Pancreatic lipase is a water-soluble enzyme secreted by the pancreas. Like other lipases, its function is to break down lipids (fats) in the intestinal tract. Unlike other pancreatic enzymes, such as trypsinogen and chymotrypsin, however, it is secreted in pancreatic “juice” as an active enzyme and doesn’t need to undergo conversion to digest lipids. In addition, this enzyme possesses the ability to break down dietary fats via hydrolysis by breaking hydrogen bonds.
One of the primary tasks of pancreatic lipase is to break down triglycerides. This is critical since these particular lipids cannot be absorbed through the intestinal lining without first undergoing hydrolysis. The enzyme acts as a catalyst to promote the conversion of triglycerides into 2-monoglyceride and fatty acids. The successful hydrolysis of triglycerides is dependent on the adequate availability of bile salts provided by the liver.
Excessive production of this enzyme may indicate the presence of certain disorders, most notably inflammation of the pancreas, or pancreatitis. Elevated levels also occur with bowel obstruction, peptic ulcers, or kidney disease, and are also a temporary side effect of some medications, like morphine and codeine. On the other hand, diminished levels may suggest that some cells of the pancreas are irreversibly damaged. Pancreatic lipase monitoring is also used to help diagnose Crohn's disease, cystic fibrosis, and celiac disease.
People who are concerned with losing weight may be more than familiar with this enzyme and what it does. That’s because several dieting products have surfaced that boast the ability to block its activity in order to inhibit the absorption of fats. In fact, orlistat is a prescription medication that prevents up to 30% of dietary fats, including triglycerides, from being absorbed through the intestines. This results in a reduction in total calorie intake and, subsequently, weight loss.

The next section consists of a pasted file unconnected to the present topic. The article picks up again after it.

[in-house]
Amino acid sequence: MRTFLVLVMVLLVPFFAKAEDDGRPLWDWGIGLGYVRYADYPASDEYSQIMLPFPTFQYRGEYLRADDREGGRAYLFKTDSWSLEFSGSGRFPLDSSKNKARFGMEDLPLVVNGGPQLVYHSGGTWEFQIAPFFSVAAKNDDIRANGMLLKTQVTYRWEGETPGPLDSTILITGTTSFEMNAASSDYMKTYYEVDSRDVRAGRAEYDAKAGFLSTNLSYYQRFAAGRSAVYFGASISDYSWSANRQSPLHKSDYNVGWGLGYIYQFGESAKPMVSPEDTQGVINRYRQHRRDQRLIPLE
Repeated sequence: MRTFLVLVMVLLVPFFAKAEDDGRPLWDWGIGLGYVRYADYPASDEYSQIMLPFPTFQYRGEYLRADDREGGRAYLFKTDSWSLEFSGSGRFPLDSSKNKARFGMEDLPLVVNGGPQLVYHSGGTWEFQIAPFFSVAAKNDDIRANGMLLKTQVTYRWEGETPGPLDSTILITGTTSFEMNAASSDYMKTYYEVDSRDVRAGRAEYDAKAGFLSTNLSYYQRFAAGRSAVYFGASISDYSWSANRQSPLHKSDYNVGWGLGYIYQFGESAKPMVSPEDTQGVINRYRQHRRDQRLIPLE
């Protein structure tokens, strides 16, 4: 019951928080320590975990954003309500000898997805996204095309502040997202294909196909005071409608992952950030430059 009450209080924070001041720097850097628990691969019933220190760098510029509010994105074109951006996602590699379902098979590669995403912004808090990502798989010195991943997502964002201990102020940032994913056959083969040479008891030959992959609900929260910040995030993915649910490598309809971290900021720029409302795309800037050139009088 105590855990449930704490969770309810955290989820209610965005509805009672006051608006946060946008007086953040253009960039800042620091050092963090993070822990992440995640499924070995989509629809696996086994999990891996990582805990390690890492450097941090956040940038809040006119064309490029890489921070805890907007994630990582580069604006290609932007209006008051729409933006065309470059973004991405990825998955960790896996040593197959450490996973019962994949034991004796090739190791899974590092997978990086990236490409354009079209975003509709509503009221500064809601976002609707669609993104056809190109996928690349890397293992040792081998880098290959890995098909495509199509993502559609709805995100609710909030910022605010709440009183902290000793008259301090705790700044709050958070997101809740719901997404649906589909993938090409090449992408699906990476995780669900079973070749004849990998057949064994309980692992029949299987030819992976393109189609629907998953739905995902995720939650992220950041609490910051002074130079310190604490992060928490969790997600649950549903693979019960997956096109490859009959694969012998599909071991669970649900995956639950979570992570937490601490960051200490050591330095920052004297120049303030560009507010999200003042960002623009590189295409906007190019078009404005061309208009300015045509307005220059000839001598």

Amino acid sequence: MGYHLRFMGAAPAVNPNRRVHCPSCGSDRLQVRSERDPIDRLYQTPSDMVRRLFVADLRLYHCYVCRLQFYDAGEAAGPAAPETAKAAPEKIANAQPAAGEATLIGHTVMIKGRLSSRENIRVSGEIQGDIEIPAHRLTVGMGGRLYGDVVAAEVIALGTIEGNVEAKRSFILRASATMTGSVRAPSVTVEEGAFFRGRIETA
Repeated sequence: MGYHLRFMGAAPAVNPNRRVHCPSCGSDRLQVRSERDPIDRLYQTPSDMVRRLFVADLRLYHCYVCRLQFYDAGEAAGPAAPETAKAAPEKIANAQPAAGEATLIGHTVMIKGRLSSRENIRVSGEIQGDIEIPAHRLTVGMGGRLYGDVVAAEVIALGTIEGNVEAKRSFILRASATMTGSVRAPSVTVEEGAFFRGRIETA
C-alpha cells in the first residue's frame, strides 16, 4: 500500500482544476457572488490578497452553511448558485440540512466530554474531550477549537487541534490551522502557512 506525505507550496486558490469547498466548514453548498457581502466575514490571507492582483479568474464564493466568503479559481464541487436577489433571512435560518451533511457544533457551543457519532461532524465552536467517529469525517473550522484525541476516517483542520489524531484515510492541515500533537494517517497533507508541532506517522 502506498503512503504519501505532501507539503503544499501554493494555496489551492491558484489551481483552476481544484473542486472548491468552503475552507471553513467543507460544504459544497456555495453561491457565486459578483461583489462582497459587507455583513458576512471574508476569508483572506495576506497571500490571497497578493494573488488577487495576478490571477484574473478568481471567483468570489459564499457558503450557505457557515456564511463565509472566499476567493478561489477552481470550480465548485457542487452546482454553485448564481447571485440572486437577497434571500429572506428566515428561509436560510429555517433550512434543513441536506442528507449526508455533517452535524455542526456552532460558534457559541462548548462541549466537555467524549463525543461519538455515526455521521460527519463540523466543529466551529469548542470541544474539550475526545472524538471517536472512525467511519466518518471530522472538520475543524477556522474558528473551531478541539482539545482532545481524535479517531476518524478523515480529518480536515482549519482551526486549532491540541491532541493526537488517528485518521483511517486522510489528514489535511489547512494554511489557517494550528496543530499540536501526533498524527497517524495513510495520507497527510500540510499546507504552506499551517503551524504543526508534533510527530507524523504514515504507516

Researchers have learned about a few other unique properties of pancreatic lipase by studying hibernating squirrels. While this enzyme is normally found in the intestines, it is found in great concentration in the hearts of these animals, but only from late fall until early spring. Apparently, after completing the job of digesting dietary fats for storage during the big sleep, the enzyme takes up residence in the heart to help it function while body temperature and oxygen levels dramatically decline. What is particularly interesting about this is that most other enzymes are rendered inactive below certain temperatures, while this one retains about 30% of its activity.